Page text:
Throughout your life you are presented with hundreds or thousands of opportunities every day. And while you might not recognize them as such, most of us will turn down many of these opportunities on a daily basis.

For instance if someone tries to stop you in the street to chat, then you can view it as a hassle and a drain on your time or you can view it as a potential opportunity to meet someone new and have a conversation where you might learn something. Likewise if you notice a shop you’ve never been in before, then you have the opportunity to explore somewhere new and possibly find something new to play around with.

Then there are the more obvious opportunities, like when someone invites you to a party. I had a very big opportunity (which I took, fortunately) last year when my girlfriend who was arranging the marathon entries for the charity where she worked told me last minute that there was a space free for me if I wanted it. Big or small, life is full of these kinds of opportunities.

Yes Man

Now I’m not suggesting that you take up every opportunity that comes your way, as that’s a quick route to self-destruction. I actually read Yes Man by Danny Wallace a few years back while I was living alone in a new city and it lead me to some strange places – I ended up at a Scientology camp at one point (luckily I managed to get out of there fast), invited a bunch of strangers back to my hotel in Bulgaria and nearly went on a cruise for New Year’s (which actually might have been fun). In the book Danny Wallace tried saying ‘yes’ to every opportunity that came his way and his conclusion, and mine, was that this isn’t a good idea.

More importantly saying yes to everything can quickly get you into a lot of trouble. I have a friend who decided to live life to the fullest by ‘trying everything once’ and he unfortunately went off the rails. You need to draw the line somewhere, to have some discipline just to retain some semblance of sanity and structure and sometimes that means saying ‘no’.

However while saying yes to everything may not be feasible, you can stand to benefit from just saying yes a bit more and most of us turn down far too many opportunities on a daily basis. So how do you set the balance right?

A Guideline for Trying New Things

To solve this problem I recently came up with a solution that has served me well, which is to make sure I never say no for the ‘wrong’ reasons. So what counts as a wrong reason? I conducted this list:

• I can’t be bothered

• I’m ‘a bit tired’

• I’m scared/nervous (this is only a valid complaint if there is actual danger involved)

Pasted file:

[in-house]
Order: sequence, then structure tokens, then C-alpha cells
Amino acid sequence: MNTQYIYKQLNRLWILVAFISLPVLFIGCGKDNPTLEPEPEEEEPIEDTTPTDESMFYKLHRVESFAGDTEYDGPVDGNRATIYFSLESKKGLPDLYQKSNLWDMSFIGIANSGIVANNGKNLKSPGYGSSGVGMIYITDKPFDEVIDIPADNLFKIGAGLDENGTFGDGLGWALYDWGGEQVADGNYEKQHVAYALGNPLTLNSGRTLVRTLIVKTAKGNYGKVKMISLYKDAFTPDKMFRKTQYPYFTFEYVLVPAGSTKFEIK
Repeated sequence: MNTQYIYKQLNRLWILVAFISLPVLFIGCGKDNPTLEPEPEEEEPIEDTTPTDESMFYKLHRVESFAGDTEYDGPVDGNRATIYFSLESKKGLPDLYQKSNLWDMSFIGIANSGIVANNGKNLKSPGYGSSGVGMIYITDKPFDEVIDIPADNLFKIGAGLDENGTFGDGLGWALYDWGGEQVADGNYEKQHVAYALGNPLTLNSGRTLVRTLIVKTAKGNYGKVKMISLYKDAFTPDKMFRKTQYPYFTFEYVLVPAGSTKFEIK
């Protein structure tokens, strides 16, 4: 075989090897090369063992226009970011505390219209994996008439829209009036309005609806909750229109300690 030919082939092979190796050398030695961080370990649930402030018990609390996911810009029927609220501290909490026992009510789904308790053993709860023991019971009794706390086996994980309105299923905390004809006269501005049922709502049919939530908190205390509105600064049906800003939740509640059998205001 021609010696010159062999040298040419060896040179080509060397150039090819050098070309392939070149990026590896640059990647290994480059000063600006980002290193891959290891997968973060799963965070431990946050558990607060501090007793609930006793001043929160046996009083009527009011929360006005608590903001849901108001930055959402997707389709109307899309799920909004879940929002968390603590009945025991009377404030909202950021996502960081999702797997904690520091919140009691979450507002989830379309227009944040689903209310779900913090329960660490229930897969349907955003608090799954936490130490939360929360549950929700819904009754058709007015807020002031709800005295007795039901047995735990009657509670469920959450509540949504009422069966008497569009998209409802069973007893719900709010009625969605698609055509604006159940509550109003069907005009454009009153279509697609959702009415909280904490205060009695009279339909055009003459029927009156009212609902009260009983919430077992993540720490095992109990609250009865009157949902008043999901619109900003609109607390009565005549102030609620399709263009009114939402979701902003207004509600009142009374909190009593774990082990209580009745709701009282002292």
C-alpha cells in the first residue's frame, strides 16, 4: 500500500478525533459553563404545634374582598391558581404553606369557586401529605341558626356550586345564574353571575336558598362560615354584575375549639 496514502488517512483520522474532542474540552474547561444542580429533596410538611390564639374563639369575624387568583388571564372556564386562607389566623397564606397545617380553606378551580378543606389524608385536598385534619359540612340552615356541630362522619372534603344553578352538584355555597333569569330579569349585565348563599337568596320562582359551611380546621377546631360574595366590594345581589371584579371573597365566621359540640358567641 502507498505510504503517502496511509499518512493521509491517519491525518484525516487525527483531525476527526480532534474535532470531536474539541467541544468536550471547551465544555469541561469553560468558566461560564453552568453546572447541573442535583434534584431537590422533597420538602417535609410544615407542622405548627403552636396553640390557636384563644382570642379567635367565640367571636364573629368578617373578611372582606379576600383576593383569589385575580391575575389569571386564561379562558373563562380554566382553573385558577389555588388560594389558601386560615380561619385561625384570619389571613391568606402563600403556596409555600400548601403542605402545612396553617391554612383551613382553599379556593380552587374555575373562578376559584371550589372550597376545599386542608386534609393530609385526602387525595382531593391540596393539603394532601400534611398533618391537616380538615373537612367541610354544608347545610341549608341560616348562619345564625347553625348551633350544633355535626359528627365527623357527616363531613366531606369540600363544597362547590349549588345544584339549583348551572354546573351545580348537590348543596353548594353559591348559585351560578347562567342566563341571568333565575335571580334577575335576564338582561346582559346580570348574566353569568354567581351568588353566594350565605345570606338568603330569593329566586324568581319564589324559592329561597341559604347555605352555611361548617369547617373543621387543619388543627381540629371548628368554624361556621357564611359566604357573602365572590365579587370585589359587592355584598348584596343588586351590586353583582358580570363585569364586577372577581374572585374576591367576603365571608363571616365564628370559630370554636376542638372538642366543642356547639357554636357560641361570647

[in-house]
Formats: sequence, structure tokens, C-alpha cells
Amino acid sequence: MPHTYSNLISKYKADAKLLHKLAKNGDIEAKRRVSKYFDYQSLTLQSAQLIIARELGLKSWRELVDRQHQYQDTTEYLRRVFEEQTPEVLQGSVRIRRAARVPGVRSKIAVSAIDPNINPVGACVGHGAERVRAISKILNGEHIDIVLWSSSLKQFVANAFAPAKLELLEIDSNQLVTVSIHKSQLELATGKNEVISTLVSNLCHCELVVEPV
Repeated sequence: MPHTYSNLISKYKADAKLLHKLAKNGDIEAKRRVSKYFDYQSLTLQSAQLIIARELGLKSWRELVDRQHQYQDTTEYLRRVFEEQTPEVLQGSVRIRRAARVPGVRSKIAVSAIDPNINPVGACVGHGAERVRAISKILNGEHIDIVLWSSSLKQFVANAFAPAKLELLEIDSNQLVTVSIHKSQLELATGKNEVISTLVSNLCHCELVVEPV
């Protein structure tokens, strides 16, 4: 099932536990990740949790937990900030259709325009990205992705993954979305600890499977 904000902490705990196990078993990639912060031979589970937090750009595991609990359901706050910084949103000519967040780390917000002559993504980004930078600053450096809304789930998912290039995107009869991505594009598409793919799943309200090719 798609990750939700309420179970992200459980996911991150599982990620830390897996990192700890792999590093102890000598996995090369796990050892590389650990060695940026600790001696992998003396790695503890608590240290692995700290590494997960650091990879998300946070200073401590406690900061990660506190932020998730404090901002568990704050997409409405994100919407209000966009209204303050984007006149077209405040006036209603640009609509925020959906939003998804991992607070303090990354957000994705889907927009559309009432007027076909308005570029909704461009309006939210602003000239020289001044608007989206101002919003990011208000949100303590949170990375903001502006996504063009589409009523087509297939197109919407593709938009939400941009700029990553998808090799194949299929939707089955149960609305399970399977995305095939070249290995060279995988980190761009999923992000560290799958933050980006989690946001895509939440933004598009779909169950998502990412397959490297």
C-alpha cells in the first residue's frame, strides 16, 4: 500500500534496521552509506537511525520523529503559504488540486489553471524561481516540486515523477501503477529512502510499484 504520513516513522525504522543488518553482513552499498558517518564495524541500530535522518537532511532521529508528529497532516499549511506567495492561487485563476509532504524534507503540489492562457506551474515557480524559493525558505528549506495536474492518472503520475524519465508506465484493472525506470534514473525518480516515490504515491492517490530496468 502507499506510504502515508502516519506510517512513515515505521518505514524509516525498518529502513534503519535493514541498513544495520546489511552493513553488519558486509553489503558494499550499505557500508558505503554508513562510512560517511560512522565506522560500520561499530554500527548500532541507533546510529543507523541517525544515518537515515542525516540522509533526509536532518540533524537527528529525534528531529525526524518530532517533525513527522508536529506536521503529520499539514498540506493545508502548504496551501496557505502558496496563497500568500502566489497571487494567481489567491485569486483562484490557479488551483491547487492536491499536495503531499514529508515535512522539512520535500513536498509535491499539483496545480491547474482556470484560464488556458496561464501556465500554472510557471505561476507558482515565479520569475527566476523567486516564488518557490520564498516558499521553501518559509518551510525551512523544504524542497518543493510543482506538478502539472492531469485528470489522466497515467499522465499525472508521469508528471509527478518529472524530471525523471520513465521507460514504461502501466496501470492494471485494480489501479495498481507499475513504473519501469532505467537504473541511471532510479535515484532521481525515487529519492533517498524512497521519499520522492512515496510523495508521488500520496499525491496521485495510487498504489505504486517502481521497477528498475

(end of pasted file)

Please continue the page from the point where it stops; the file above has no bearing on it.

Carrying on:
• I’m trying to save money (this is valid if I’m being offered a £1,000 sky dive, but not if it’s a night out)

• I had planned to read a nice book

On the other hand though, excuses that I do accept from myself include the following:

• I genuinely have no interest or desire to do whatever it is

• I don’t have time to take on that commitment

• It would prevent me from doing something else I have to do or really want to do (not including washing my hair)

• It goes against one of my rules (such as no cheating, no taking drugs)

• It’s illegal, offensive or dangerous for me or others

So just as an example, the other morning a trainer in my gym asked me if I wanted to try a new workout and my initial response was to say ‘no’ because I tend to work out a lone, I thought it could be an awkward social situation, and I wanted to get on with work. However these excuses were tantamount to ‘can’t be bothered’ and ‘I’m nervous’ which meant they weren’t valid. So I took them up on the offer and I had a great workout, learned something and made a new friend – I came away feeling brilliant.

Likewise when my friend invited me to go on holiday with him and all his friends on short notice I couldn’t find a real excuse not to go – I was nervous to spend a whole week in a villa with people I didn’t know, and it was a bit more than I planned to spend. But I had the money, and I don’t back out of things because of nerves – so I went. And lo and behold I had an amazing time.

On the other hand though if I’m offered drugs, or if someone asks me to skip work tomorrow, or to watch paint dry then I can say no. It’s a good system and it’s served me well making sure I take on all those opportunities that might feel inconvenient and not all that tempting at first, but that I know will be valuable experiences.

Seeking Out the Opportunities

But on top of having a good rule system there’s one other thing you need to do to ensure that you take on those opportunities – and that’s to know how to find them. From now on then try to have a more open mind when you pass a street act that looks interesting, or when someone stops you for a chat. Learn to see the opportunity in even the most mundane encounters – because even if’s just a chance to speak to someone new, or to look around an event that you aren’t familiar with, you never know where it might lead.



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Adam Sinicki

Adam Sinicki is a full time writer who spends most of his time in the coffee shops of London. Adam has a BSc in psychology and is an amateur bodybuilder with a couple of competition wins to his name. His other interests are self improvement, general health, transhumanism and brain training. As well as writing for websites and magazines, he also runs his own sites and has published several books and apps on these topics.

Follow Adam on Linkedin: adam-sinicki, twitter: thebioneer, facebook: adam.sinicki and youtube: treehousefrog

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